Remember superheroes scanning buildings using x-ray vision. Those comic heroes could see through walls, boxes and even clothes. Among them, superman’s’ x-ray eyes were exceptional. Thanks to MIT’s Wi-Vi technology, at least seeing through walls is soon to be a reality. In the not too distant future, you will witness devices and smartphones capable of seeing through the walls.
Will you believe if I tell you superman’s x-ray eyes were also a topic of interest to a bunch of research people? There are a handful of publications on the same. Of these, J.B. Pittenger’s publication entitled ‘On the plausibility of superman’s x-ray vision’ in 1983 is quite famous. He have discussed two possible theoretical solutions in his paper. If you are interested to know more on similar works, you can check out the publications listed right below.
- Pittenger, John B. “On the plausibility of Superman’s x-ray vision.” Perception12, no. 5 (1983): 635-639.
- Wininger, Kevin L. “A Look at Superman’s X-ray Vision.” Radiologic technology84, no. 5 (2013): 530-535.
- Livingston, Mark A., Arindam Dey, Christian Sandor, and Bruce H. Thomas. “Pursuit of “X-ray vision” for augmented reality.” In Human Factors in Augmented Reality Environments, pp. 67-107. Springer New York, 2013.
Imagine Tom using Wi-Vi technology to see Jerry behind the wall :D. Seems really cool, right?
Let’s swing back to the topic of concern, which is Wi-Vi. It’s always good to know about people behind such amazing technologies. Before knowing about the details about Wi-Vi, lets exactly do that.
People Behind Wi-Vi
Dina Katabi is a Professor in the Department of Electrical Engineering and Computer Science at MIT and co-director of the MIT Center for Wireless Networks and Mobile Computing. Most of her works revolve around wireless networks and she explores the new possible uses of wireless networks. She is also a recipient of “MacArthur fellow” award. Her work on Sparse FFT was chosen by the Technology Review as one of the 10 emerging technologies in 2012.
More at http://people.csail.mit.edu/dina/
Fadel Audib is a Ph.D. scholar in the Department of Electrical Engineering and Computer Science at MIT and his research supervisor is Dina Katabi. His most works are on tracking of objects and humans using radio signals.
More at http://people.csail.mit.edu/fadel/
//Above two pictures are properties of MIT
How does Wi-Vi works?
I will try not to dive into the superficial details so that this post serves the purpose as a good read for both enthusiasts and geeks. Being a researcher myself, I am partly sure I won’t be able to show full justice to that policy and hence people who don’t like details are welcomed to click SKIP .
Wi-Vi makes uses of Body Radio reflections of low power Wi-Fi signals. Thanks to the penetration ability of Wi-Fi signals, one could study about the reflections bouncing from human bodies behind the wall. Devices capture these reflections and using them they could be decode the motions of objects behind the wall. But as mentioned in the paper by MIT researchers, the power of Wi-Fi signals get reduced by an order of 3 to 5 times. Another challenge is to filter out the reflections from wall itself. So altogether all these makes the realization of Wi-Vi difficult. (An info for real enthusiasts: The reflections from walls will naturally overshadow the signals from bodies behind the walls like a camera flash on mirror prevents from capturing actual objects and hence, this effect is known as “Flash Effect”.)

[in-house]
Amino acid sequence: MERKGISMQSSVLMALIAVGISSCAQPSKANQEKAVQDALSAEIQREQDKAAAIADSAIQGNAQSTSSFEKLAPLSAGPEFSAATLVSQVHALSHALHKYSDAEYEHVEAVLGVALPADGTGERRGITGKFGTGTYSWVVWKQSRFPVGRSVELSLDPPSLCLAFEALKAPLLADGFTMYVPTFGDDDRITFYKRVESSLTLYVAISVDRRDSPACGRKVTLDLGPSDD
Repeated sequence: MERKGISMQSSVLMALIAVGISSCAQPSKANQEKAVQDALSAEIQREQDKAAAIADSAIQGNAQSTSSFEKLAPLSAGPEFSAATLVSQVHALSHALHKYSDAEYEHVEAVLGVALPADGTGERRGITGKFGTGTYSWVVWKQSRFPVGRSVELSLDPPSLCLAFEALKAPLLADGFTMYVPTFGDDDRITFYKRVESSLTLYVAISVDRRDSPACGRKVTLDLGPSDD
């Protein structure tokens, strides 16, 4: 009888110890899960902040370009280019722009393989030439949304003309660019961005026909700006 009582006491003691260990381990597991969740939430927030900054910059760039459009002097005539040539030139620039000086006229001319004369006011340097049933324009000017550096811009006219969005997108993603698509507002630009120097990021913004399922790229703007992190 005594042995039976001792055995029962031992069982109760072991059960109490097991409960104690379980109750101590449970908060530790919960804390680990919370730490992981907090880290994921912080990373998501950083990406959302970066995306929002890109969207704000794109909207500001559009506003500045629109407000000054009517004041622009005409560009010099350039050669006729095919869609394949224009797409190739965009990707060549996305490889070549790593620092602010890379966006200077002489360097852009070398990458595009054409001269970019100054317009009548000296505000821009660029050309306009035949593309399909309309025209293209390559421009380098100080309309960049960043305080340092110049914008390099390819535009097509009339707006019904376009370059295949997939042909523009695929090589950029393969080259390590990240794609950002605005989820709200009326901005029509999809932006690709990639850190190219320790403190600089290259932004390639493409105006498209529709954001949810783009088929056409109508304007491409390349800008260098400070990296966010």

Like its counterparts, Wi-Vi too overcomes these challenges by using MIMO (Multiple Input Multiple Output) radios. But unlike other systems, it uses a small antenna array (2 Tx + 1 Rx) and uses MIMO nulling technique to filter out reflections from static objects including walls. The motion is actually captured by spatial correlation techniques. It also discuss on tracking motions without using antenna array at reception side by making use of a radar technology known as ISAR (Inverse Synthetic Aperture Radar) method. It helps them to emulate a large antenna array setup.
You can understand the experimental setup by watching the working demo. For more details, you are encouraged to read the paper mentioned at the bottom of this post.
The features of Wi-Vi are listed below.
- Track motions of moving objects and humans
- Determine the number of human or any other moving objects (like robots with navigational facilities)
- Recognize simple gestures shown behind a wall
- Application scenarios could be intrusion detection, robot navigation, communication via gestures written in air
Wi-Vi really seems to be a promising technology. I really believe that if the technology is really developed to it’s true potential, it can realize most of the hi-fi technologies shown in Sci-Fi movies. People who happen to take this as research topic could try collaborating two or more Wi-Fi devices to recognize the gestures. May be think on developing a Wi-Fi router which have advanced capabilities. As a start, consider converting a Raspberry Pi (a single-board computer) to a router . It will surely add to the precision in the recognition process of gestures and other actions done in air 😀 .
- Adib, Fadel, and Dina Katabi. “See through walls with WiFi!.” In Proceedings of the ACM SIGCOMM 2013 conference on SIGCOMM, pp. 75-86. ACM, 2013.
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